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PopEntertainment.com > Reviews > Movie Reviews > The Village

MOVIE REVIEWS

THE VILLAGE  (2004)

Starring William Hurt, Joaquin Phoenix, Bryce Dallas Howard, Adrien Brody, Sigourney Weaver, Brendan Gleeson, Cherry Jones, Celia Weston, John Christopher Jones, Frank Collison, Jayne Atkinson, Judy Greer, Fran Kranz, Michael Pitt and Jesse Eisenberg.

Screenplay by M. Night Shyamalan.

Directed by M. Night Shyamalan.

Distributed by Touchstone Pictures.  108 minutes.  Rated PG-13.

The Village

It seems odd to say, but The Sixth Sense may have been the worst thing to ever happen to M. Night Shyamalan.  In it, he created a wonderful film with a sustained feel of melancholy and dread.  It was well acted, well written and truly horrifying.  It also had a genuinely shocking surprise ending, one that elevated a very good movie to a great one.  He really was able to put one over on the audience, turning everything that they had believed about the film on its head.  Comparisons that came in the movie’s wake calling him “the new Hitchcock” seemed a little premature.  However, the film was good enough that it seemed like if he kept it up, he might be able to prove that they weren’t wrong.

Since then he has made three films that have tried to top the surprise of his breakthrough, with steadily diminishing results.  Unbreakable had a weird ending that felt like a bit of a cheap trick, but at least it kind of worked in the context of the story.  The final half hour of Signs took a tense thriller and changed it into unintentional comedy.  However, that film’s ending was the picture of logical restraint compared to this new one. 

The worst part was, the first hour of the film, he was once again able to draw me into his macabre world.  The Village is an old-fashioned town in Bucks County, Pennsylvania, in what seems to be somewhere in the early 1800s.  The people of this small burg are farmers.  They live decent lives, tend their flocks and support old-fashioned values. 

There is a dark secret to the town, however.  In the woods surrounding them live creatures that the townspeople refer to as "those we do not speak of." (Though, grammatically, it really should be “those of whom we do not speak.”)  Even the townspeople are not sure exactly what the evil is.  They just know that they have been able to form an unspoken truce with the shadowy monsters.  The townspeople will not venture into the woods; in return, the beasts do not encroach on the community.  Suddenly, however, the creatures seem to renege on the bond.  The villagers’ small animals are being killed and sightings of mysterious shadowy forms are becoming more and more common.  

The acting is mostly very good, a little colorless only because it is required of the characters and the situation.  William Hurt is terrific as one of the town elders.  Sigourney Weaver is good as the widow lady who feels chaste passion for Hurt.  Joaquin Phoenix is fine, if just a touch too earnest, as Lucius, the bravest of the townspeople.  He is in love with Ivy, a spunky blind girl played with impressive skill by first-time starring actress Bryce Dallas Howard (daughter of actor/director Ron Howard).  There is only one actor who is really off the mark.  Adrien Brody, in a performance that may cause the Academy to ask him to give back his Oscar for The Pianist, plays a mentally challenged villager with all the subtle insight of Adam Sandler.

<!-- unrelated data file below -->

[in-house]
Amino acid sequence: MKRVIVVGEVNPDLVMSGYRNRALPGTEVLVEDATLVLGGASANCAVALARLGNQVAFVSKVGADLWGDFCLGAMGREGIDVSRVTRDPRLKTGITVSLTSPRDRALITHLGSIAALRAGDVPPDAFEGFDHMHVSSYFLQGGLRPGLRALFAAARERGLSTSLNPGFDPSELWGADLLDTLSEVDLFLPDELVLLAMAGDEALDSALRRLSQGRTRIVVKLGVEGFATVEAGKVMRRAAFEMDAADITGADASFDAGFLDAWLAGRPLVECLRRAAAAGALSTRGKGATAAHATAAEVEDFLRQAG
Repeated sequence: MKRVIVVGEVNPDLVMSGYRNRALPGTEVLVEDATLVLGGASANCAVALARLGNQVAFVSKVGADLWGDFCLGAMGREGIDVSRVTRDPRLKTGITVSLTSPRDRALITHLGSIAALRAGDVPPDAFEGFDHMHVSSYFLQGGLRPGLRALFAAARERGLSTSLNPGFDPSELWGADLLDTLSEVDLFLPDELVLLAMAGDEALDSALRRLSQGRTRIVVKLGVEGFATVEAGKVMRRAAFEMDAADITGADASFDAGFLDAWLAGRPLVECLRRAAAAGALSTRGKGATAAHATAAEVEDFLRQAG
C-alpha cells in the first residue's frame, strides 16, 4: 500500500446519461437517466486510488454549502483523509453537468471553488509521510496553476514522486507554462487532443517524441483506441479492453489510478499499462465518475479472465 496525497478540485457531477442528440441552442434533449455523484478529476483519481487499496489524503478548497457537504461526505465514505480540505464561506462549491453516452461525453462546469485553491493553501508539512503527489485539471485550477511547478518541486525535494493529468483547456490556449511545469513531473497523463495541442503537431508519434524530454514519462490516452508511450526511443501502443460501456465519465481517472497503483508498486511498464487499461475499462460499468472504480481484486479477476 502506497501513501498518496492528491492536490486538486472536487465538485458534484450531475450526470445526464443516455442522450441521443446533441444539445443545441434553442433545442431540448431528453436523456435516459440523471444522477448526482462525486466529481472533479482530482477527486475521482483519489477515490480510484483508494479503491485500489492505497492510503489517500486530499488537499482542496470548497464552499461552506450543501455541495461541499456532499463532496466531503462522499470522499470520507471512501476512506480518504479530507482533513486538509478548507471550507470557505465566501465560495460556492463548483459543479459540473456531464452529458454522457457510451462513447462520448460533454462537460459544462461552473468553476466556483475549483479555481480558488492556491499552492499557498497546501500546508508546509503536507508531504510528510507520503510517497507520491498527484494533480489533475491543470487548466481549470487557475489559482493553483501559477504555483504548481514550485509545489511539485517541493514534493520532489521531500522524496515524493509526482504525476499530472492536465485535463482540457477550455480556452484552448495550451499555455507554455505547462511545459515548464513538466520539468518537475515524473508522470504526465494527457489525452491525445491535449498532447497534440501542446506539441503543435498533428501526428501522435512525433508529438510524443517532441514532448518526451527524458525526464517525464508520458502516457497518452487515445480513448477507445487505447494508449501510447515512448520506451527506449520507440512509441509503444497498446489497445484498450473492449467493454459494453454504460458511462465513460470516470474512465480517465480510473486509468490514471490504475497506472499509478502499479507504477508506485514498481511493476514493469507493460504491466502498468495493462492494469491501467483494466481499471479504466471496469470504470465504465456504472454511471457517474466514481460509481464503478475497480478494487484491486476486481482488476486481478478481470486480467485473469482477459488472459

The first time that we get a glimpse of “those we don't speak of” is truly shocking, a terrific movie scare.  Then it all starts to go horribly wrong.  The more we see and get to know about the force in the woods, the more absurd the film gets.  Shyamalan tries desperately not to just spin his wheels here, throwing in three plot “twists,” which get progressively more ridiculous.  By the time the final secret of The Village is revealed, even if you didn’t see what was coming (I certainly did), you would be frustrated that this was the best that he could come up with.  It was a piece of empty sleight of hand, a ruse done just for the sake of having a ruse.    

Maybe it’s about time that someone pulled Night aside and explained to him that he doesn’t have to pull a rabbit out of his hat every time.  The man is very skilled at creating a mood of sustained fear.  He has a keen visual sense and a playful imagination.  Try putting together a straightforward suspense film that has an ending that flows naturally from the storyline.   Stop shooting for the “gotcha” moment.  There is a very thin line between deceiving an audience and disappointing them.  (7/04)

Jay S. Jacobs

Copyright ©2004   PopEntertainment.comAll rights reserved.  Posted: August 3, 2004.

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Copyright ©2004   PopEntertainment.comAll rights reserved.  Posted: August 3, 2004.

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